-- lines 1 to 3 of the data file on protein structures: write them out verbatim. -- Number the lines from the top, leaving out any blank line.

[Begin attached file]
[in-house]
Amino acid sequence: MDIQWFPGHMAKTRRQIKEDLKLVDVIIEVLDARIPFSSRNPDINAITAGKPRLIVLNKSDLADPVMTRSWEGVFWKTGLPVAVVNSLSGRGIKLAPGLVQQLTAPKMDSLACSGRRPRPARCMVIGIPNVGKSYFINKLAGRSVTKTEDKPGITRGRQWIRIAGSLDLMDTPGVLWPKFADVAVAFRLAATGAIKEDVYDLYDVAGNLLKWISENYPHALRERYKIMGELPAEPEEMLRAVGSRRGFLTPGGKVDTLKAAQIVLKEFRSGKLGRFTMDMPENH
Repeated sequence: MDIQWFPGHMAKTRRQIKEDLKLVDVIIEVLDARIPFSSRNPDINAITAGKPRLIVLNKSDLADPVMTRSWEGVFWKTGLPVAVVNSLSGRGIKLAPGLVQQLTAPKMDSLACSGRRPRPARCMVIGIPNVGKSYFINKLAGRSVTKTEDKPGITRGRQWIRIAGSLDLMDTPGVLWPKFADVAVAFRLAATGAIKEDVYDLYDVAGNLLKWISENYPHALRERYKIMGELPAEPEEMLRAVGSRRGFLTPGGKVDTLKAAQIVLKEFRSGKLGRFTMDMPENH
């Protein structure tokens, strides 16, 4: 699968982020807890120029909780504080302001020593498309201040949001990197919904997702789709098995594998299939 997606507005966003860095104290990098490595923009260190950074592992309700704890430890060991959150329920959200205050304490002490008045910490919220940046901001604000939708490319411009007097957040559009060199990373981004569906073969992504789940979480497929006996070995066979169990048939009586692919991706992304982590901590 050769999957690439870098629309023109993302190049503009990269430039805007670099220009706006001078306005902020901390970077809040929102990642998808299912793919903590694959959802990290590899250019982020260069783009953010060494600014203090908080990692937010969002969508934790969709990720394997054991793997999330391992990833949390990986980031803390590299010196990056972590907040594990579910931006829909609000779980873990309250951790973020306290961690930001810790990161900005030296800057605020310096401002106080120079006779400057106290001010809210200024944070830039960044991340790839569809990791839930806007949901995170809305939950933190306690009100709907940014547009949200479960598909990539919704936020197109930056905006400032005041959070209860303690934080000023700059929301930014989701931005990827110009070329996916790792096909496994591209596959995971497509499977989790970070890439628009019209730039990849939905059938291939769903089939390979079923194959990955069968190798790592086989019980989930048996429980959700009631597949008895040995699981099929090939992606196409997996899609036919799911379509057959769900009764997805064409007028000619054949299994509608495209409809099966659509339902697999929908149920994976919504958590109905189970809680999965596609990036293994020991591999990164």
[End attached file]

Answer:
[in-house]
Amino acid sequence: MDIQWFPGHMAKTRRQIKEDLKLVDVIIEVLDARIPFSSRNPDINAITAGKPRLIVLNKSDLADPVMTRSWEGVFWKTGLPVAVVNSLSGRGIKLAPGLVQQLTAPKMDSLACSGRRPRPARCMVIGIPNVGKSYFINKLAGRSVTKTEDKPGITRGRQWIRIAGSLDLMDTPGVLWPKFADVAVAFRLAATGAIKEDVYDLYDVAGNLLKWISENYPHALRERYKIMGELPAEPEEMLRAVGSRRGFLTPGGKVDTLKAAQIVLKEFRSGKLGRFTMDMPENH
Repeated sequence: MDIQWFPGHMAKTRRQIKEDLKLVDVIIEVLDARIPFSSRNPDINAITAGKPRLIVLNKSDLADPVMTRSWEGVFWKTGLPVAVVNSLSGRGIKLAPGLVQQLTAPKMDSLACSGRRPRPARCMVIGIPNVGKSYFINKLAGRSVTKTEDKPGITRGRQWIRIAGSLDLMDTPGVLWPKFADVAVAFRLAATGAIKEDVYDLYDVAGNLLKWISENYPHALRERYKIMGELPAEPEEMLRAVGSRRGFLTPGGKVDTLKAAQIVLKEFRSGKLGRFTMDMPENH